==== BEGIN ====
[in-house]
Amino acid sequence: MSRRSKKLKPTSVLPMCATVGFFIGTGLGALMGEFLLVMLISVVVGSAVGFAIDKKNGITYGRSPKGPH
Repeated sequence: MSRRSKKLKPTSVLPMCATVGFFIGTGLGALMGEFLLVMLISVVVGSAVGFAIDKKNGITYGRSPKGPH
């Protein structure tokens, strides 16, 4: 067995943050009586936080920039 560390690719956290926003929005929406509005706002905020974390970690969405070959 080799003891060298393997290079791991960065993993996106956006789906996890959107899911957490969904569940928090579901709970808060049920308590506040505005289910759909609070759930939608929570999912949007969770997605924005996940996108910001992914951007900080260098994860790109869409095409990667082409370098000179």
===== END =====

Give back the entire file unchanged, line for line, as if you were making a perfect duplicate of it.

[in-house]
Amino acid sequence: MSRRSKKLKPTSVLPMCATVGFFIGTGLGALMGEFLLVMLISVVVGSAVGFAIDKKNGITYGRSPKGPH
Repeated sequence: MSRRSKKLKPTSVLPMCATVGFFIGTGLGALMGEFLLVMLISVVVGSAVGFAIDKKNGITYGRSPKGPH
């Protein structure tokens, strides 16, 4: 067995943050009586936080920039 560390690719956290926003929005929406509005706002905020974390970690969405070959 080799003891060298393997290079791991960065993993996106956006789906996890959107899911957490969904569940928090579901709970808060049920308590506040505005289910759909609070759930939608929570999912949007969770997605924005996940996108910001992914951007900080260098994860790109869409095409990667082409370098000179």